Business sentiment trends down amid a growing sense of uncertainty in corporate circles

With the emergence of a new cluster of COVID-19 cases in early October, the Ministry of Health sought to gazette new regulations under the Quarantine and Prevention of Diseases Ordinance in a bid to stop the virus in its tracks. This involved penalties for those found in contravention of the rules.

Not surprisingly, this has meant a virtual return to a period of lockdown for the public and for all but those services deemed to be essential, much to the dismay of corporate establishments across the land.

So it follows that the latest LMD-Nielsen Business Confidence Index (BCI) survey too would reflect a dip in sentiment in the light of prevailing conditions.

THE INDEX The BCI, which had been making progress following the end of the islandwide curfew, has trended down once again given the prevailing state of the nation – the BCI for October stands at 115, which is five basis points lower than the index value in the previous month.

Nielsen’s Director – Consumer Insights Therica Miyanadeniya observes: “Alas, with the coming of a ‘second wave’ of COVID-19 in Sri Lanka where numbers have been escalating by the day and isolated cases connected to the Minuwangoda cluster are emerging all over, fear has begun to grip the country once again. Although there is no official lockdown of the nation as a whole, a number of businesses and private corporates are in a state of self-imposed lockdown.”

“Among the more informed and learned, working from home (WFH), minimising travel, adhering to physical distancing and wearing masks at all times have once again taken precedence. With schools and universities shutting down, as well as a ban on social gatherings, the state is once more plunged into a state of crisis,” she adds.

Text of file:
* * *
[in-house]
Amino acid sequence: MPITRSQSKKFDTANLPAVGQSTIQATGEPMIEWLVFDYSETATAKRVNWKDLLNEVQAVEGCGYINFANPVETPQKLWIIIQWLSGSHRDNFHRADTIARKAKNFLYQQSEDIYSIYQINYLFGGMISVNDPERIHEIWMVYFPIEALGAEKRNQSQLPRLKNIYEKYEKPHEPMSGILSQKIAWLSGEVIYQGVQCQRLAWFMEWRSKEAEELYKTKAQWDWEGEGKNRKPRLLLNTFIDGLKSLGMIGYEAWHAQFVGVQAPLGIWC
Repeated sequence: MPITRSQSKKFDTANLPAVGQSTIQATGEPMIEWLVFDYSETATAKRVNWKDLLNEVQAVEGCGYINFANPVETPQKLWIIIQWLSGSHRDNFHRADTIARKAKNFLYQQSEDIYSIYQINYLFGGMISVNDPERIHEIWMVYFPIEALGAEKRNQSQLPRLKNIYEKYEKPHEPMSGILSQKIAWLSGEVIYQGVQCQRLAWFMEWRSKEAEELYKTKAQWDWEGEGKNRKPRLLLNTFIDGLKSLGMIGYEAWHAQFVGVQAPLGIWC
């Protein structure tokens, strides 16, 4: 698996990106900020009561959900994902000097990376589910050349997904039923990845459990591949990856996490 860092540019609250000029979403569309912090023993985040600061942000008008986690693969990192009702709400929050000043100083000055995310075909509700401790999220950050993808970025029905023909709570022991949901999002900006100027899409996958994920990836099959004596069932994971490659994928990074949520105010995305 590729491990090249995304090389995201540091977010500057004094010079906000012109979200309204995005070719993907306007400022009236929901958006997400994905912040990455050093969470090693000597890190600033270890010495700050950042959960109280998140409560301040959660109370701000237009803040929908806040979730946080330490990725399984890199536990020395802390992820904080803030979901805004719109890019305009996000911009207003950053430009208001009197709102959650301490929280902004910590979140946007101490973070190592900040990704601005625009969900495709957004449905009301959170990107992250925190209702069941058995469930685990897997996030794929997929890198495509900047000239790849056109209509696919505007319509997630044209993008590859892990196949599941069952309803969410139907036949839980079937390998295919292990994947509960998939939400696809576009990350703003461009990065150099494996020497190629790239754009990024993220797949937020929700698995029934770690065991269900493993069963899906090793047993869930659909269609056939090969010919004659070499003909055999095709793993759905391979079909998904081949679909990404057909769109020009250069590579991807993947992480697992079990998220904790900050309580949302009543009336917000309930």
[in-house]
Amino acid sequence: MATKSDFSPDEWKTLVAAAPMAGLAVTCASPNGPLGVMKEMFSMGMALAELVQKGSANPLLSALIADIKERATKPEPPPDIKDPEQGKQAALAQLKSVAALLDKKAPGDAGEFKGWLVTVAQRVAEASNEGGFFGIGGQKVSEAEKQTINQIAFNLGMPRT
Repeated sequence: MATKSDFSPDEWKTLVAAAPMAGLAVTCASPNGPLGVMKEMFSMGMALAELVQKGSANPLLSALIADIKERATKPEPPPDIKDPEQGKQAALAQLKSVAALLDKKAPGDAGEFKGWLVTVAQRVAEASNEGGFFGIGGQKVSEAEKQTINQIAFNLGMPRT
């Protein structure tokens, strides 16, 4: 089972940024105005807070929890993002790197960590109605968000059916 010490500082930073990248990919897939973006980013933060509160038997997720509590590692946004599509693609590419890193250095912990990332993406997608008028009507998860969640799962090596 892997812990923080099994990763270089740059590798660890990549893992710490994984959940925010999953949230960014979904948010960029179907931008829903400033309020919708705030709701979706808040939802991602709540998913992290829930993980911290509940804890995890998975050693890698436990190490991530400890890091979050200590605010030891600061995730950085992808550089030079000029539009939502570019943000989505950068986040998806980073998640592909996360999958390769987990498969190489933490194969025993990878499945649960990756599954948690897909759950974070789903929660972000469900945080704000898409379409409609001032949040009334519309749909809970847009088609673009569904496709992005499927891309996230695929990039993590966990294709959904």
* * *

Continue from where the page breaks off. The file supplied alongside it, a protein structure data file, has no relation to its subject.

SENSITIVITIES The impact of the coronavirus continues to be the most pressing issue for businesses in Sri Lanka today with a majority of corporate executives expressing this fear. In addition, inflation, high taxes and interest rates are cited as concerns although garnering much lower prominence among respondents than COVID-19.

Meanwhile, apprehension over the spread of the coronavirus has also escalated among businesspeople vis-à-vis the major issues warranting urgent national attention with the economy also being mentioned in this regard.

PROJECTIONS Whereas last month’s analysis of the BCI prompted muted optimism over the future direction of the index, the latest news on the COVID-19 front has come as a rude shock to business and the people alike.

To this end, Miyanadeniya comments that “with government resources being stretched as part of efforts to curtail a second wave of infections, and business as well as the public opting for a self-imposed lockdown, the BCI is expected to fall further in the coming months.”

What’s more, with Budget 2021 scheduled for presentation later this month, the prospects of a turnaround in the index appear somewhat bleak at this juncture. It is likely therefore, that the BCI will remain below its 12 month and all-time averages of 125 and 127 respectively.